"Look," he explained, "for the past decade or more, entrepreneurs have had to compete for outside capital under totally unfair circumstances. Instead of putting their money to work in good businesses, investors have been making ridiculous investments in money-losing tax shelters, just so they could write off two, three, four times their out-of-pocket cash. And guess who figured out all those tax-shelter schemes and made fortunes in fees in the process? The same experts who are now wringing their hands. I don't blame them. Their sun is slowly sinking in the West."
It was an intriguing argument, intriguing enough for us to take another look at the experts' predictions of doom and gloom. As it turns out, they don't bear up very well under close scrutiny.
In its most persuasive form, the worst-case scenario turns on the new tax law's treatment of capital gains for individuals, which will now be taxed at the same rate as ordinary income. If we assume that investors are in the top tax bracket, that change will mean an increase in the tax rate on capital gains from an effective rate of 20% to 28%. in order to get the same aftertax yield as before, investors will have to earn 11% more on their investments. As a result, the doomsayers argue, small companies will have a much harder time competing for investors' dollars. "Investments like bonds and common stocks are a lot more attractive than they used to be," says William Nasgovitz, president of The Milwaukee Co., a Milwaukee investment company. That's because investors can now keep more of the interest and dividends on safe securities, thereby boosting their aftertax yields. So long as you can make a decent return on, say, a Treasury issue, why would anyone choose to tie up funds for a few years in the equity of a small private company?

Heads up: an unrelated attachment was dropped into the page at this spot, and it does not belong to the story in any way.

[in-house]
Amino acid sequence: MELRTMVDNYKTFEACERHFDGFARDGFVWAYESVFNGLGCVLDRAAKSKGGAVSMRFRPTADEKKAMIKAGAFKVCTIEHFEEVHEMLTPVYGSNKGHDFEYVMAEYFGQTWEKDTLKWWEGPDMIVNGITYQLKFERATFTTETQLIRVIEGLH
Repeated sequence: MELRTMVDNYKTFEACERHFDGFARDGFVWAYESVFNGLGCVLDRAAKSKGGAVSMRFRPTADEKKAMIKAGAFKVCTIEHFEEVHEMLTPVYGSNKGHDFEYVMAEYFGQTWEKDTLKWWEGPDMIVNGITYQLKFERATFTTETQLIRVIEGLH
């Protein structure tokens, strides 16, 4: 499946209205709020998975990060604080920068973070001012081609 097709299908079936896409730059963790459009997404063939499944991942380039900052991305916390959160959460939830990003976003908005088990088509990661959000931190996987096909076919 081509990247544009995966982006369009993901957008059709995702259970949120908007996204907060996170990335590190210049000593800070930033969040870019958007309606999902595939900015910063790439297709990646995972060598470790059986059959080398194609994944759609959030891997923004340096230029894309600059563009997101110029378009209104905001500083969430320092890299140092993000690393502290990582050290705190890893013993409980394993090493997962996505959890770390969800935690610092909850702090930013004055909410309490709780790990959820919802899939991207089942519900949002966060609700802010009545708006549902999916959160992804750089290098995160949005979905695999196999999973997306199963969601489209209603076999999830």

Some people in the venture capital community go a step further, arguing that the old capital-gains differential "is a distinct 'signal' that investment is favored," in the words of California venture capitalist Burton J. McMurtry. In the future, he fears, the signal will be jammed. That could have serious consequences, warns Stanley E. Pratt, chairman of Venture Economics Inc., a consulting and information-services firm, and publisher of Venture Capital Journal, in Wellesley Hills, Mass. Investors who want to get involved with riskier companies will flock to speculative stocks. A "trading mentality" will take over, he says, and the biggest losers will be smaller private companies, which need years -- not minutes -- to show investors a return.